The subject of this lecture are the investigations
that we use for assessing patients who are
presenting with potential lung disease.
And I’m going to concentrate this lecture
on the interpretation of how we use lung-function
tests to assess patients with respiratory
Why do we use diagnostic tests? Well, in effect
we don’t use diagnostic tests if it’s
only mild disease and the clinical assessment
makes it clear what the problem might be.
But with more complex disease, more severe
disease we will need diagnostic tests. And
we need those for different reasons. One is
to confirm the suspected diagnosis. Two is
to make sure we’re not missing an alternative
diagnosis we hadn’t thought about. The third
is to assess how severe that diagnostic is,
how badly affected the patient might be by
that disease. And fourthly, we use diagnostic
testing to establish the baseline data so
we can monitor the progression of the disease
There are some important things that a clinician
needs to understand about diagnostic testing
before using them. The first is that you need,
in your own mind, to define the question that
you’re asking the test to answer.
So, for example, somebody presenting with
pneumonia – well I think it’s clinically
pneumonia. I do a chest X-ray to see whether
there is consolidation present and therefore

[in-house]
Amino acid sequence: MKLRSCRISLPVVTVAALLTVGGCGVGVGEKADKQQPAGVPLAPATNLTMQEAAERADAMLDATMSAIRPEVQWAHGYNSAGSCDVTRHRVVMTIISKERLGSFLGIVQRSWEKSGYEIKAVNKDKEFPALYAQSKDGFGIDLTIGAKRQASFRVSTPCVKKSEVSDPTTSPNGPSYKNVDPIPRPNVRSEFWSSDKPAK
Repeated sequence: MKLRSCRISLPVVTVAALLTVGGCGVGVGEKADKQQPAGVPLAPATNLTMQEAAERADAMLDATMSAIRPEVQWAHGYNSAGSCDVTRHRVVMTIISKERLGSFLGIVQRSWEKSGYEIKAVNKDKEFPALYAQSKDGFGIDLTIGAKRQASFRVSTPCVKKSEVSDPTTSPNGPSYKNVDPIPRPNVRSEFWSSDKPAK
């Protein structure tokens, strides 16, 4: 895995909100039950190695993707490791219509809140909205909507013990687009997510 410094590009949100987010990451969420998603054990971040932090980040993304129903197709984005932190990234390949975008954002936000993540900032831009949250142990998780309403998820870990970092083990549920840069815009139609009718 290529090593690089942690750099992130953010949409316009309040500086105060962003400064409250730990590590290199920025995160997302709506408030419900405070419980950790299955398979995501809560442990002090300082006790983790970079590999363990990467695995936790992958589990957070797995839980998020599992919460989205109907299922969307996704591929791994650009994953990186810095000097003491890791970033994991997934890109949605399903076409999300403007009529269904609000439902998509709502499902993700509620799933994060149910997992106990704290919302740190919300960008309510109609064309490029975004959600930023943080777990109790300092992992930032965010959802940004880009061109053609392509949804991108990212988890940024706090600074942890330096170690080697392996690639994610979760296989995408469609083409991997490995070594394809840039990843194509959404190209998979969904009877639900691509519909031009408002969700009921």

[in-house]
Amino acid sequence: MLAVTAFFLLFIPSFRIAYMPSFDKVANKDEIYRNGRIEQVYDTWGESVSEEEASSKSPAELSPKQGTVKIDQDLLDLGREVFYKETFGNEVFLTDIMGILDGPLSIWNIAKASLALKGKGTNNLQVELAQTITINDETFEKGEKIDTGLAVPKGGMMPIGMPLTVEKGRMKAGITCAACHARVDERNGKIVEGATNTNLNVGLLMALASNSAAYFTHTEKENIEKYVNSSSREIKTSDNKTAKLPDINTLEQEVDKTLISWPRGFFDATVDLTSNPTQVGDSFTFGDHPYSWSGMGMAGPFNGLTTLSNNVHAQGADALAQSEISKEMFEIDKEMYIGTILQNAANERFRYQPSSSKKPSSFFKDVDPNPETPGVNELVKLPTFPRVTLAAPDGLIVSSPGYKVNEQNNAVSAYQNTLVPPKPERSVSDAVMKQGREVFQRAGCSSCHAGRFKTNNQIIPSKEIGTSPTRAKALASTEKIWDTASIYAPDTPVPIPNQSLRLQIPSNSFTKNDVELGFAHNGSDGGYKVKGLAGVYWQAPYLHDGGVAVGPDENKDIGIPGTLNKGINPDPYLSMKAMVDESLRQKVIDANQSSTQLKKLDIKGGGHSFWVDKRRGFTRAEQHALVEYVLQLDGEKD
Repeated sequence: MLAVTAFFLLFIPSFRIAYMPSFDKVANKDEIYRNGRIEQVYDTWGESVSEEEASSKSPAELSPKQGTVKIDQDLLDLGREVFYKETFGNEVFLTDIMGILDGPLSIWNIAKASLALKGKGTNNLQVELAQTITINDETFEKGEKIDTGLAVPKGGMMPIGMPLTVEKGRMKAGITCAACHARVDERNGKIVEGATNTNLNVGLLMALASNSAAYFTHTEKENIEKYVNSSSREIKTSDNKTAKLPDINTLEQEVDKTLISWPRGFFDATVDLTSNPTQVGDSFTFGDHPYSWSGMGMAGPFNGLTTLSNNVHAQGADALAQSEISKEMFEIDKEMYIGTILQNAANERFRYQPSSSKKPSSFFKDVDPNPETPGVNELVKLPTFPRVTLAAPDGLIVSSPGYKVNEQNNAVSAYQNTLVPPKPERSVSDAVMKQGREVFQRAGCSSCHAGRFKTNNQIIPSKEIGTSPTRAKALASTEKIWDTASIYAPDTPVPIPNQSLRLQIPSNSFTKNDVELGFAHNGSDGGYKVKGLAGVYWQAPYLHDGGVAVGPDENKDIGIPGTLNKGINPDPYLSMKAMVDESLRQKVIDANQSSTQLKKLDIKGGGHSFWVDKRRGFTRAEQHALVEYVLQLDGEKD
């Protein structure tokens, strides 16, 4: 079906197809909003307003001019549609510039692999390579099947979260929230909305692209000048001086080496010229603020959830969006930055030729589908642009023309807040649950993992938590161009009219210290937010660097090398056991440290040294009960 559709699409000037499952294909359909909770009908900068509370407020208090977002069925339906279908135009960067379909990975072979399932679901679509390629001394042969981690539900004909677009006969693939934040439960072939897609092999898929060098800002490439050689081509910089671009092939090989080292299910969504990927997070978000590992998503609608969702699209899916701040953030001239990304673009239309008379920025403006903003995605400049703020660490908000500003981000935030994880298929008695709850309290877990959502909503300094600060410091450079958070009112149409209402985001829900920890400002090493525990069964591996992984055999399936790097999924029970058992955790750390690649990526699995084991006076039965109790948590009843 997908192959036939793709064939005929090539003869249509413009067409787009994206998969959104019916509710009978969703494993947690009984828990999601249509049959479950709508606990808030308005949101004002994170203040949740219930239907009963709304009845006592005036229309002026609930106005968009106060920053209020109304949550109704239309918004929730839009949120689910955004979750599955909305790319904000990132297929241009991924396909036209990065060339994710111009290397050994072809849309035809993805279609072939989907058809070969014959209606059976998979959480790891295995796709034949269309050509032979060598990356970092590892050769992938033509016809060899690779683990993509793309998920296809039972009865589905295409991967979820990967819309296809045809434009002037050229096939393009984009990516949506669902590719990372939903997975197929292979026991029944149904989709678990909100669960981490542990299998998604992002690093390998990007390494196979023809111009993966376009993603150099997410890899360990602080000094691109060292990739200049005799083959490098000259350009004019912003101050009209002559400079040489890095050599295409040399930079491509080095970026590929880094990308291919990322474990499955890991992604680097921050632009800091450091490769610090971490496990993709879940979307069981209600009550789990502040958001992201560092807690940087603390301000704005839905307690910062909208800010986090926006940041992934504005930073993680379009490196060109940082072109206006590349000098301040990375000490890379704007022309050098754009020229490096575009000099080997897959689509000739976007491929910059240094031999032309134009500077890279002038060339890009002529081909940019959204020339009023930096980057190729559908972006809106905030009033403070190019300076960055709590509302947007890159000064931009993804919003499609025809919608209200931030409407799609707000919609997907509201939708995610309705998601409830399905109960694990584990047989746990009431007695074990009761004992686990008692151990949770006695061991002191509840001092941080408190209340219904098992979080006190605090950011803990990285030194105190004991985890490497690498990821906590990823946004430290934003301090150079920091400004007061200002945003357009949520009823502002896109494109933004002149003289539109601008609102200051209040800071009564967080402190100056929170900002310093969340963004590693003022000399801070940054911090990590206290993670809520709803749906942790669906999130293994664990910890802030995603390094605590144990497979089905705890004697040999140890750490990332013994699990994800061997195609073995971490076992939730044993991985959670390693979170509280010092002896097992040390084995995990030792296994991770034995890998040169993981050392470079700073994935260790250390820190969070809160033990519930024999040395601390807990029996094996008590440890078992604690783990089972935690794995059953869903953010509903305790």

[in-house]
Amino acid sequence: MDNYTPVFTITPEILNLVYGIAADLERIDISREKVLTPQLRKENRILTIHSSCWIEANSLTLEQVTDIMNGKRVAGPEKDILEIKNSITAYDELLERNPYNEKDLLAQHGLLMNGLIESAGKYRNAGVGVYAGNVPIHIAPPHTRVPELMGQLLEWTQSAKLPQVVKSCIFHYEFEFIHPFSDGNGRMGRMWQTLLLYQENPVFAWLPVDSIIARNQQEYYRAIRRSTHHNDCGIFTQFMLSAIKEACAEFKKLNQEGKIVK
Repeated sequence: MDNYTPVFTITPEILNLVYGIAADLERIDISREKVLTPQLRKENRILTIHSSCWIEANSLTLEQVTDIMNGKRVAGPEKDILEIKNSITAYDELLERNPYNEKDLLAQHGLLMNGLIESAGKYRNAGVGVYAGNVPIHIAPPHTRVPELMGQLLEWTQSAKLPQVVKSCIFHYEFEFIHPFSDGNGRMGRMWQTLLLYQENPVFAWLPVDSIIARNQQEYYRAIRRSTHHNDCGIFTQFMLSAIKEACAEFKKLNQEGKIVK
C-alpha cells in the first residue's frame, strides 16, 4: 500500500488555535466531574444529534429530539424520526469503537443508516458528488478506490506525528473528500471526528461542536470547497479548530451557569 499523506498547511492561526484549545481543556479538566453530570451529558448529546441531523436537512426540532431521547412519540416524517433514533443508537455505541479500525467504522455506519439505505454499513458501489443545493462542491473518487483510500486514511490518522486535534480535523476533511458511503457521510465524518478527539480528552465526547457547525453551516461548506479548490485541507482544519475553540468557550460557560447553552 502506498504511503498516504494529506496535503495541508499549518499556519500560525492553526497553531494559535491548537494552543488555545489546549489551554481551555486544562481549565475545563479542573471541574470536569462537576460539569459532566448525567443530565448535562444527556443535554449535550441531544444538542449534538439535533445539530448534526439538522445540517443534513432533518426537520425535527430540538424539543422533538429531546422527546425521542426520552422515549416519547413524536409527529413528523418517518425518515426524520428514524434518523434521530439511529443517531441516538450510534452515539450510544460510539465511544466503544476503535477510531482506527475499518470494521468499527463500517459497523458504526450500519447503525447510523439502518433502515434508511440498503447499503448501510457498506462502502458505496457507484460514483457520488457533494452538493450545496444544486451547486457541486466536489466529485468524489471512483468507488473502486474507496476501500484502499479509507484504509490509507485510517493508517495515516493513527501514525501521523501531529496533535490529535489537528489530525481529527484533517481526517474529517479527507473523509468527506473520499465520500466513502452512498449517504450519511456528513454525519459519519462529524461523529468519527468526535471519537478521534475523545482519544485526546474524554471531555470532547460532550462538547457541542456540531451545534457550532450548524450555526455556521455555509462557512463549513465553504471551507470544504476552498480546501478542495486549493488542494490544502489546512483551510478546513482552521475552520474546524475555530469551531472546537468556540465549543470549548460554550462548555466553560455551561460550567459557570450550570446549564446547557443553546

confirm that they have pneumonia.
And the choice of which test you do is clearly
going to be dictated by the clinical scenario.
So patients presenting with suspected airways
disease, it’s the lung-function tests which
are important. But if somebody’s got cancer
or potential cancer, it comes down to imaging
and obtaining a biopsy of the abnormal area
to see whether there is a cancer or not.
The third factor we need to remember is that
interpretation of a test result is dependent
on the clinical assessment.
So this is an X-ray that shows right
shadowing. It looks like alveolar shadowing
so that is potentially consolidation. And
so if somebody is representing with a three-day
history of cough, fever and is hypoxic, this
X-ray will confirm that they have pneumonia.
However, if this patient has a several-month
history of cough, no fever and not much in
the way of hypoxial breathlessness, then this
isn’t a pneumonia. This is some other problem.
And that requires a further different range
of investigations than if the patient has
There are two parameters which we use to describe
how good a test is. One is sensitivity and
the other is specificity.
So sensitivity is the proportion of people
with the disease who will test positive. That
is how good is that test at identifying somebody
with that disease.
Specificity is the proportion of people with
positive results who actually have the disease.
So many tests, you do them and they reflect
somebody who has a disease but, actually,
they can also be abnormal in people who don’t
have the disease.
So specificity is how often a test, when it’s
positive, means the patient has that disease.
The likelihood the test has actually identified
somebody with the disease.
And, in general, no test is 100% sensitive
or 100% specific. And this needs to be borne
in mind when interpreting the results.
And this needs to be combined with the pre-test
probability of the disease being present.
And what I mean by that is that: is it likely
from the clinical assessment that that patient